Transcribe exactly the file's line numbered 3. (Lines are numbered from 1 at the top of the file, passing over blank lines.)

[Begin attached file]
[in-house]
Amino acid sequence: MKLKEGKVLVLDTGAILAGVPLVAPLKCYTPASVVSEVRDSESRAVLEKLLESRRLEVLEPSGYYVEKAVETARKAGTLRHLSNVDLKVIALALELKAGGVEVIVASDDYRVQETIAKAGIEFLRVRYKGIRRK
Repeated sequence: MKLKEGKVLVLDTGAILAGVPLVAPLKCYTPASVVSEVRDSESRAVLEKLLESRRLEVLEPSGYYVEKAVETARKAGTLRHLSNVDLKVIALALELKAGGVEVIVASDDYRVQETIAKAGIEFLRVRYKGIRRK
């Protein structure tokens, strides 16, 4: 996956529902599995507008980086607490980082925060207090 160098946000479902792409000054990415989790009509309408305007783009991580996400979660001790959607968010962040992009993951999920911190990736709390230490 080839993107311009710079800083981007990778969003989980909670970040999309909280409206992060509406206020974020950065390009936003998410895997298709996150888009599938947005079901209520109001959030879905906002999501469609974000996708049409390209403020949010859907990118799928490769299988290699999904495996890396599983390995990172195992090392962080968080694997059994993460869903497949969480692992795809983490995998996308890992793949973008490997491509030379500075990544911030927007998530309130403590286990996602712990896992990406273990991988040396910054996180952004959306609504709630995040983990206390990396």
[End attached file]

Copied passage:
Repeated sequence: MKLKEGKVLVLDTGAILAGVPLVAPLKCYTPASVVSEVRDSESRAVLEKLLESRRLEVLEPSGYYVEKAVETARKAGTLRHLSNVDLKVIALALELKAGGVEVIVASDDYRVQETIAKAGIEFLRVRYKGIRRK